Being the only national organisation that represents the needs of all people living with any blood cancer in Australia, the Leukaemia Foundation have set a bold new goal to create real change for people living with blood cancer: Zero Lives Lost to Blood Cancer by 2035. This is an incredibly powerful and bold goal that all of us should get behind.

Thank you for your generosity and for joining us in this great cause, together we can beat cancer.



All for now,

Brad Skelton

Tuesday, 18 February 2020

Coronavirus Impacts on Shipping

The coronavirus outbreak in China is now playing havoc with global supply chains and is worsening. Many carriers ex China are cancelling sailings and the handful that did depart have left about ten percent full.

As the number of deaths is now in excess of 1,300 and confirmed cases rising over 63,000, some provinces and cities in China have extended movement restrictions until 1 March. This means that most supply chains in China are grinding to a halt.

This week one vessel that is capable of carrying 23,000 TEU departed from China to North Europe with less than 2,000 TEU so the freight contribution is too small to make the voyage profitable. Carriers simply cannot carry on much longer like this and some have begun anchoring their biggest vessels and deploying smaller ships with lower operating costs.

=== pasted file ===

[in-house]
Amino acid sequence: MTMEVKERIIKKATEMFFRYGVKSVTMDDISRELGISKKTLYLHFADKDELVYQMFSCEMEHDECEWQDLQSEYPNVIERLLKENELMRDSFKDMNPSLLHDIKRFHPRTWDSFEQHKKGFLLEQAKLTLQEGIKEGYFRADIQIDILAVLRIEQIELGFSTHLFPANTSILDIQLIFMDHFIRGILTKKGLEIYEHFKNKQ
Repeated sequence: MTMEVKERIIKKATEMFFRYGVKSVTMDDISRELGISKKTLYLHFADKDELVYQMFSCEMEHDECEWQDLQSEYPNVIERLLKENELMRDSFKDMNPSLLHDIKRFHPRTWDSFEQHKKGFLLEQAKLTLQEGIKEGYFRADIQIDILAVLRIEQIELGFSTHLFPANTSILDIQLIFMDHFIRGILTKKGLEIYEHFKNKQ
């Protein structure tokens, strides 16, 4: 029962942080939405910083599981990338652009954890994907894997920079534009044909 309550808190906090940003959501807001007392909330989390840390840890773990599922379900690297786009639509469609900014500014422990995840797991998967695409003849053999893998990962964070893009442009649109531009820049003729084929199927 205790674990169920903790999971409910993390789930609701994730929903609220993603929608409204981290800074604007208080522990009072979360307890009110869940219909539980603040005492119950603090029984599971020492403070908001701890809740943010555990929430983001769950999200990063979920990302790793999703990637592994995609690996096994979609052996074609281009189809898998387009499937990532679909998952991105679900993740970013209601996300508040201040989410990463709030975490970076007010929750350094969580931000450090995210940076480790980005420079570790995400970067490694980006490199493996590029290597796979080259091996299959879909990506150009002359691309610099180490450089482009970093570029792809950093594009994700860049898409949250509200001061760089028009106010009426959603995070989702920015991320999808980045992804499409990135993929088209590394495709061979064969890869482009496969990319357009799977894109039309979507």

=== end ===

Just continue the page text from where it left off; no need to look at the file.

Cargo that is able to be delivered to the port is often not able to be uplifted reliably as shipping line schedules are in increasing turmoil.
Initially there was some discounting of rates but the reality is there is virtually no cargo there so in effect for cargo to travel shippers should really be forced to pay a premium in freight to prevent huge losses on the voyages by the carriers.
Rate levels have become fairly immaterial to most shippers as they just desperately need their cargo shipped to sustain their businesses. Many of them are giving up on China for the time being and trying to source their goods from other countries that are not currently badly affected by the virus.
I predict that as the Coronavirus crisis passes that there will be an unprecedented spike in demand so my team at Depth Logistics and I are proactively trying to lock in rate agreements with carriers for clients now. There will certainly be "peak season" like surcharges carriers will be charging.
All for now,
Brad Skelton